Poblacion: An urban innovation challenge

George Royeca, head of Regulatory and Public Affairs (left), and Angeline Tham, CEO (center), of motorcycle ride-hailing and delivery app Angkas award Robi del Rosario of Uproot Urban Farms, the winner of the Urban Innovation Challenge pitchfest held at the Urban Land Institute’s Real Estate Technology Summit.

THE regeneration of Poblacion has become a passion project for many, including myself. The renewed interest in Poblacion in terms of urban planning happened because in spite of the area’s popularity as a go-to place for hanging out and having fun, there are issues that need to be addressed in order for it to further thrive as the hippest place in the Metro.

A couple of weeks ago, I wrote lengthily about the plans that are afoot in the regeneration of Poblacion. A major part of this initiative is the holding of a pitch fest aimed at drawing out the most creative and innovative ideas that can help in the Barangay Poblacion project.

The ULI Challenge

At the center of the Poblacion urban revitalization efforts is the Urban Land Institute. ULI is a nonprofit research and education organization with offices in Washington, D.C., Hong Kong, London and Frankfurt. Its mission is to provide leadership in the responsible use of land and in creating and sustaining thriving communities worldwide.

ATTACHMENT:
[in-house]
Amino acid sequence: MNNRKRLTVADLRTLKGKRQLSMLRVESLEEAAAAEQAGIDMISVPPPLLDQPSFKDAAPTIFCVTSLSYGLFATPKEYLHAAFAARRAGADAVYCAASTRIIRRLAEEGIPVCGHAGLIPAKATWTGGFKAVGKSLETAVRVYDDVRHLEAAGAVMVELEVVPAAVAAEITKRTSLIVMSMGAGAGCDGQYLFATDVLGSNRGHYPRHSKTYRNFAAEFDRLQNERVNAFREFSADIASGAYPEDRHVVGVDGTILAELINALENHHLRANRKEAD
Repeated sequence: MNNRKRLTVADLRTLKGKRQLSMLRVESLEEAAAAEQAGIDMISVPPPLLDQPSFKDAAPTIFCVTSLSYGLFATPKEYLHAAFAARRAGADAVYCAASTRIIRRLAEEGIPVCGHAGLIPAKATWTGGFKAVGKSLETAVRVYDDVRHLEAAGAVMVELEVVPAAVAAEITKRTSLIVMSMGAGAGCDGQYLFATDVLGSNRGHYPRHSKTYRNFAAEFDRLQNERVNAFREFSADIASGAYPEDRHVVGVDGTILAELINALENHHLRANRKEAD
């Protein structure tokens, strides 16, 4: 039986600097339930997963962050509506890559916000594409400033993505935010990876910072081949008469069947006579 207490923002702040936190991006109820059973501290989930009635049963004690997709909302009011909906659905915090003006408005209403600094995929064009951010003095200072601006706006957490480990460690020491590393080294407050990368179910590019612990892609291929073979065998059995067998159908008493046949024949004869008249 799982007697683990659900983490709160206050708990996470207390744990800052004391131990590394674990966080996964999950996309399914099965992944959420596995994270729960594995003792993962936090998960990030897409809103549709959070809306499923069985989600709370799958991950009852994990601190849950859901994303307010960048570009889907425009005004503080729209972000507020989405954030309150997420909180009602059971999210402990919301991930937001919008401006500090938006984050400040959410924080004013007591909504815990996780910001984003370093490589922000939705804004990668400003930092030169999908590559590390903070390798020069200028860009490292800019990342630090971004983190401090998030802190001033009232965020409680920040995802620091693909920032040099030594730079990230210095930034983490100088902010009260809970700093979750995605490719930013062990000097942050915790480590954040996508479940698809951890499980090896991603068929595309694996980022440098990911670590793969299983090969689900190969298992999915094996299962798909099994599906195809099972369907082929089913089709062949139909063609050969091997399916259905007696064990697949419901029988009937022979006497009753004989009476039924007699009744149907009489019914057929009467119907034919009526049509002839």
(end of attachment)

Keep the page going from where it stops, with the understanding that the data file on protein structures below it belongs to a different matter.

Robi del Rosario, the Urban Innovation Challenge winner, presents his idea, the Uproot Urban Farms. His business model allows locally grown food to be accessible to customers and businesses in Poblacion.

ULI spearheaded the Urban Innovation Challenge in which entrepreneurs, professionals and innovators were invited to propose innovative solutions to the challenges of Poblacion. These challenges, which are common to many rapidly urbanizing communities, include the lack of affordable housing solutions, pollution, safety and security, traffic congestion and parking deficiency, and gentrification.

The pitchfest ran in conjunction with the efforts of ULI’s Technical Assistance Panel (TAP), an all-volunteer group of experts that will be offering advisory services to the Poblacion initiative.

ULI conducted the Urban Innovation Challenge in partnership with the Manila Angel Investors Network (MAIN), the largest network of committed independent and private investors in the country.

An artist’s composite of an Uproot Grow Hub in Poblacion

The participants of the Urban Innovation Challenge had to address certain defined pain points. For instance, navigation and infrastructure pain points include traffic congestion, lack of parking, walkability and access to public transit.

Crime pain points include safety and security, noise management, crime reduction, and drug abuse. Environmental pain points include pollution, solid waste management and flooding. Economic pain points, in turn, include security of tenure, ease of doing business, affordability and rising rent, unemployment and poverty, informal settlers, and other obstacles to tourism.